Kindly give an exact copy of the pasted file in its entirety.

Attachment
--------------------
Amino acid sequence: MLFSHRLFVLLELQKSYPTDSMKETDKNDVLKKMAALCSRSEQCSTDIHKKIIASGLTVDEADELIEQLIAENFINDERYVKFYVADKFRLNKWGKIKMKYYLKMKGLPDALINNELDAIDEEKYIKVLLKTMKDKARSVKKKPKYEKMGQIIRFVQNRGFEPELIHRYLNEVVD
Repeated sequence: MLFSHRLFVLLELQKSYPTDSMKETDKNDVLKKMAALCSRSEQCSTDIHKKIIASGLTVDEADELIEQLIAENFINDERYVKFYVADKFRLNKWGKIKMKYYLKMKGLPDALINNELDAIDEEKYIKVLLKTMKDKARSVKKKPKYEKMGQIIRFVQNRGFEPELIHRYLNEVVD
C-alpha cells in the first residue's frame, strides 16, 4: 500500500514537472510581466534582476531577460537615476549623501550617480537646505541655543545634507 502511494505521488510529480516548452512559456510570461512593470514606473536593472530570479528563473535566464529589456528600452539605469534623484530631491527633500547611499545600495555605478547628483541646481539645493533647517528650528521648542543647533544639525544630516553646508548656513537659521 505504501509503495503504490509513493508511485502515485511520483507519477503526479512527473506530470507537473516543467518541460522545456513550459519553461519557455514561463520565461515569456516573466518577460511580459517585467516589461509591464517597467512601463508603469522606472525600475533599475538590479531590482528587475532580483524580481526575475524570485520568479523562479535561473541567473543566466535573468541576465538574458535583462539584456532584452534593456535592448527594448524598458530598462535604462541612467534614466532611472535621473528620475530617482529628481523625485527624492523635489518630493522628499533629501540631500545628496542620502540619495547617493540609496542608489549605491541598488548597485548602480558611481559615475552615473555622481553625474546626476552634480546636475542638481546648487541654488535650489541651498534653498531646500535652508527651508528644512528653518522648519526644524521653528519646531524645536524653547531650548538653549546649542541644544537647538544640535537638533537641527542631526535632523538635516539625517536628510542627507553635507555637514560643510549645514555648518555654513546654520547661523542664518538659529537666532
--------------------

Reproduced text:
Amino acid sequence: MLFSHRLFVLLELQKSYPTDSMKETDKNDVLKKMAALCSRSEQCSTDIHKKIIASGLTVDEADELIEQLIAENFINDERYVKFYVADKFRLNKWGKIKMKYYLKMKGLPDALINNELDAIDEEKYIKVLLKTMKDKARSVKKKPKYEKMGQIIRFVQNRGFEPELIHRYLNEVVD
Repeated sequence: MLFSHRLFVLLELQKSYPTDSMKETDKNDVLKKMAALCSRSEQCSTDIHKKIIASGLTVDEADELIEQLIAENFINDERYVKFYVADKFRLNKWGKIKMKYYLKMKGLPDALINNELDAIDEEKYIKVLLKTMKDKARSVKKKPKYEKMGQIIRFVQNRGFEPELIHRYLNEVVD
C-alpha cells in the first residue's frame, strides 16, 4: 500500500514537472510581466534582476531577460537615476549623501550617480537646505541655543545634507 502511494505521488510529480516548452512559456510570461512593470514606473536593472530570479528563473535566464529589456528600452539605469534623484530631491527633500547611499545600495555605478547628483541646481539645493533647517528650528521648542543647533544639525544630516553646508548656513537659521 505504501509503495503504490509513493508511485502515485511520483507519477503526479512527473506530470507537473516543467518541460522545456513550459519553461519557455514561463520565461515569456516573466518577460511580459517585467516589461509591464517597467512601463508603469522606472525600475533599475538590479531590482528587475532580483524580481526575475524570485520568479523562479535561473541567473543566466535573468541576465538574458535583462539584456532584452534593456535592448527594448524598458530598462535604462541612467534614466532611472535621473528620475530617482529628481523625485527624492523635489518630493522628499533629501540631500545628496542620502540619495547617493540609496542608489549605491541598488548597485548602480558611481559615475552615473555622481553625474546626476552634480546636475542638481546648487541654488535650489541651498534653498531646500535652508527651508528644512528653518522648519526644524521653528519646531524645536524653547531650548538653549546649542541644544537647538544640535537638533537641527542631526535632523538635516539625517536628510542627507553635507555637514560643510549645514555648518555654513546654520547661523542664518538659529537666532